Healthcare Costs are spiralling everywhere. It impacts in different ways. In America the cost of improved drugs, devices and treatment and better diagnostics along with more litigation, pushes up Health Insurance costs.

In UK, where the National Health Service is state funded, it has led to a tier of middle and more senior management whose job should have been to facilitate safety and quality in health care but has led to the opposite, while trying to drive down costs.

The  Francis enquiry into excessive deaths in one of the hospitals in NHS is now asking for a change in culture, a culture of openness, where staff and doctors are able to voice their concerns without being bullied for whistle blowing.

One is always suspicious of pharma companies' marketing budgets, which allow for multiple travels abroad for prescribing doctors in India and the cuts which diagnostic laboratories and imaging facilities have on offer for referring doctors.

When Aamir Khan brought this up in Satyamev Jayate, the doctors were up in arms. But in my view, the profession needs to introspect. It is because we have not been able to regulate ourselves, because our regulators and institutions are not working for the people, we are seeing a host of others joining in the feast, controlling and pushing up costs. Spiralling costs will lead to increased expectations, more litigation and mistrust in the profession.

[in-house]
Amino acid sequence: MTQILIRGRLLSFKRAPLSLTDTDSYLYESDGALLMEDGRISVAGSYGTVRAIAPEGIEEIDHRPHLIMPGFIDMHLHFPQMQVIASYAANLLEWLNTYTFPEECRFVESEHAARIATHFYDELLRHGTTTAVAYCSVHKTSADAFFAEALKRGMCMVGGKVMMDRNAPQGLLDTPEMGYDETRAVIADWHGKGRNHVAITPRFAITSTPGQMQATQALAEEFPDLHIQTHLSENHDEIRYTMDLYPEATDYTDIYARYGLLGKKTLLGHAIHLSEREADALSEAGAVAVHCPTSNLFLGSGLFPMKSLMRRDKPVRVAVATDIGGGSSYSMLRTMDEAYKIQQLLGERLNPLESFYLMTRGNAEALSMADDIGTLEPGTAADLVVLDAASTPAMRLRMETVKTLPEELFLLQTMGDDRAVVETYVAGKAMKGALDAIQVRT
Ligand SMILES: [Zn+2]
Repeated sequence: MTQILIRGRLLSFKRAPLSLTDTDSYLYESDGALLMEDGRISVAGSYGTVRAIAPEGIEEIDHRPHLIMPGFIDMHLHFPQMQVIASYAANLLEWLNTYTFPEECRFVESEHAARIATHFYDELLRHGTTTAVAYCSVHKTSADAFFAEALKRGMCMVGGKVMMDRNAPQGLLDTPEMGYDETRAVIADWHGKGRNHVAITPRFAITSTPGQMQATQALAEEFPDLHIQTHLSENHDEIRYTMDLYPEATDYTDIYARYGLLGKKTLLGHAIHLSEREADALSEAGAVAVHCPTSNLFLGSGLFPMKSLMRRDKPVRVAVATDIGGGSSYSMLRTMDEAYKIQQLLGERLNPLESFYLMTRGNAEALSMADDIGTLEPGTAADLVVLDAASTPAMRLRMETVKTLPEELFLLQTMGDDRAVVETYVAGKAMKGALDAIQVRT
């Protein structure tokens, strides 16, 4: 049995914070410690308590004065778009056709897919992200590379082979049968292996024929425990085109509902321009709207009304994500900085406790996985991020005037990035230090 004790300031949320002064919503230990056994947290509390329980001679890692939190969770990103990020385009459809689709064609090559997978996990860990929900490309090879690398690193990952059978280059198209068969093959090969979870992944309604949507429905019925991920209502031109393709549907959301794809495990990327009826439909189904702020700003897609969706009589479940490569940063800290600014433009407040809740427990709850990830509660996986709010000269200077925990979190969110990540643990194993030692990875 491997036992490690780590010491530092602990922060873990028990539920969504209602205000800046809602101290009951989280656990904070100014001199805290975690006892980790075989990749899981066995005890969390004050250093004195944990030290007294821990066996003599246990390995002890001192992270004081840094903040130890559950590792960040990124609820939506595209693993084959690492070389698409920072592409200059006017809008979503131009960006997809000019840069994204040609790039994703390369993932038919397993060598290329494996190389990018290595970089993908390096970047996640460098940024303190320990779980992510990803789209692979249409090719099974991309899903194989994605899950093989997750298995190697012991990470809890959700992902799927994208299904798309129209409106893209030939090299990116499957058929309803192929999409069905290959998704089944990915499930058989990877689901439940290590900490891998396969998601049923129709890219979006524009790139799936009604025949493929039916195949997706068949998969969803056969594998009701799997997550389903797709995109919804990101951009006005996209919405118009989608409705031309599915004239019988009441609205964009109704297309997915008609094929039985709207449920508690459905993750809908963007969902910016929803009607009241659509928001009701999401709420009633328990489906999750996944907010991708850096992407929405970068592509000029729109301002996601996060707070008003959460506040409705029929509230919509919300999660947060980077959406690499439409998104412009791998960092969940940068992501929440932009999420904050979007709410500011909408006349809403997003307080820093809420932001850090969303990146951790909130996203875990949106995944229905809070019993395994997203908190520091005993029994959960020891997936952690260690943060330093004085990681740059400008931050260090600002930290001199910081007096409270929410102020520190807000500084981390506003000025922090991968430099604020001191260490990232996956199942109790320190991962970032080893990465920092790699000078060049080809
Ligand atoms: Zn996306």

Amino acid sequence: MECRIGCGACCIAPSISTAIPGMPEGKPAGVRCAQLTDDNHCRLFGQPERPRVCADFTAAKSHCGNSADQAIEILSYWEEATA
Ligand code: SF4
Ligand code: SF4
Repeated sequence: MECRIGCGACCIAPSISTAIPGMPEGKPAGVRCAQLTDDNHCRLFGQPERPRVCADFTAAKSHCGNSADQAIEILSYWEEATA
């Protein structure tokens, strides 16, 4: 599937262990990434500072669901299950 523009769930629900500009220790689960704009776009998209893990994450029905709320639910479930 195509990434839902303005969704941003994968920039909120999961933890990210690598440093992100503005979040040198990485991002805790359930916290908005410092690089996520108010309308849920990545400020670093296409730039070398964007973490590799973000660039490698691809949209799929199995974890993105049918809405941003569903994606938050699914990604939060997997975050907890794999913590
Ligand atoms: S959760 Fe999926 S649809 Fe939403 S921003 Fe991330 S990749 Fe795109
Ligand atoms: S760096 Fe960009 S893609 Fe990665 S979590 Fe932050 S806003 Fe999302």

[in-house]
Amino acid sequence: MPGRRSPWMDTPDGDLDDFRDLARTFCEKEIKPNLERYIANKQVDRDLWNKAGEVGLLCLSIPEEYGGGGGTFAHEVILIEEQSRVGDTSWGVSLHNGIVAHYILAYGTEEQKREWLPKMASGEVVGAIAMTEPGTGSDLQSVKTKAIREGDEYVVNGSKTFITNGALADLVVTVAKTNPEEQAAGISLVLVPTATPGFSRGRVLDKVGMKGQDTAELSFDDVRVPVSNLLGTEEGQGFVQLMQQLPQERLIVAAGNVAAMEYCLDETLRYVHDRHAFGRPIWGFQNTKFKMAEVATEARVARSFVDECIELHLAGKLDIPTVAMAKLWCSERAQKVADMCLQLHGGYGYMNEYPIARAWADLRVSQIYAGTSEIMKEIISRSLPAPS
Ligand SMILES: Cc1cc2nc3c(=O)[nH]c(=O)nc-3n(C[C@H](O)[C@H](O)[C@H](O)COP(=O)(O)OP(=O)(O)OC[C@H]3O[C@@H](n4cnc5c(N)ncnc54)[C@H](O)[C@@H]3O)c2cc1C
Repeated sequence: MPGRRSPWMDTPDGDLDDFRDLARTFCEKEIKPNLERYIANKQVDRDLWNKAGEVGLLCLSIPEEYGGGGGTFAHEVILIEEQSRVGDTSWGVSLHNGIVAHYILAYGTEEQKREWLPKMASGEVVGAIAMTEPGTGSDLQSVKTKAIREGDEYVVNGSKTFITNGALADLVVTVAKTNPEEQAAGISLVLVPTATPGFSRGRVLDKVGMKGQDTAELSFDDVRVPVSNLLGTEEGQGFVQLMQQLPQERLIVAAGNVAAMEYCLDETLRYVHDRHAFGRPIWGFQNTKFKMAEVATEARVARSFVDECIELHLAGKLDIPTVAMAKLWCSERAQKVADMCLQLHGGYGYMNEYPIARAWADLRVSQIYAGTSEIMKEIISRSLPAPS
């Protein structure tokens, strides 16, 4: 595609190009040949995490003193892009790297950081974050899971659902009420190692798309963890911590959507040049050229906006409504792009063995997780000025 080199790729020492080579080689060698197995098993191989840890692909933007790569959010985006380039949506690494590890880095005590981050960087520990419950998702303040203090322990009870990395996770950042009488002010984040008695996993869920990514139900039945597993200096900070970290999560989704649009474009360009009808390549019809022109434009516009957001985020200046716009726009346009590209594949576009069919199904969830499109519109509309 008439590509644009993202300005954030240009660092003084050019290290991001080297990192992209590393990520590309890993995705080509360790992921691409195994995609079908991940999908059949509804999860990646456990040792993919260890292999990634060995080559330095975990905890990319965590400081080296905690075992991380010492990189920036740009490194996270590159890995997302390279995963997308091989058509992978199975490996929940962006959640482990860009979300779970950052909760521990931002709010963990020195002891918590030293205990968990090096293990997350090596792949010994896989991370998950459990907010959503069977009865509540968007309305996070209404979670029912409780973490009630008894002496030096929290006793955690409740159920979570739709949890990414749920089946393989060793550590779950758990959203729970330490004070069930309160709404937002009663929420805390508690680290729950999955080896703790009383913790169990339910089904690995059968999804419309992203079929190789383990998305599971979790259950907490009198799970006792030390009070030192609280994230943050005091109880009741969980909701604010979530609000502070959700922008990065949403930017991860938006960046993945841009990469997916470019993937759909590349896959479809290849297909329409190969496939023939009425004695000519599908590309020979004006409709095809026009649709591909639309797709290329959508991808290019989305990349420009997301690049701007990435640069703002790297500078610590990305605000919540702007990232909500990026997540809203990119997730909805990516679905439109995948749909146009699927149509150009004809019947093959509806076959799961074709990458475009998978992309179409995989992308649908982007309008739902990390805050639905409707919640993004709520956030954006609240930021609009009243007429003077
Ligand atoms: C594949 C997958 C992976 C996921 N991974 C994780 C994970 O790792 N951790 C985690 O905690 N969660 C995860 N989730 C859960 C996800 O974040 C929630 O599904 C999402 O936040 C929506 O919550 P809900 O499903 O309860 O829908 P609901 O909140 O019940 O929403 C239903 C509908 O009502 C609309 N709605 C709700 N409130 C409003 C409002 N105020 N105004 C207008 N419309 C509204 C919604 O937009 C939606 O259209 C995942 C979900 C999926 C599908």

The basic duty of care is something we should hold ourselves accountable for, morally and ethically before we think about the fact that we are legally accountable.

Saturday, 16 March 2013

Are you my friend? Oh yes you are.

"You are like a teenager," my sixteen year old daughter said, "what do you keep doing on the phone?"

My daughter had been down with flu and between soluble paracetamol, orange flavoured Neurofen, steam inhalations and conversations about the ever looming GCSEs, we had had some time together talking mostly about her worries over grades and how much work she would have to catch up on.

She seemed more worried about my affinity to my smart phone, then. Tired after waking a few times during the night and worrying about her, I had no energy to do all the things I had planned to during my March end annual leave.

All I seemed to have energy for, even after my eyes were stinging, was Facebook. I tried explaining this sudden interest to daughter dear. I had been part of groups of the schools I had attended for while now but this new group I had been added to was different!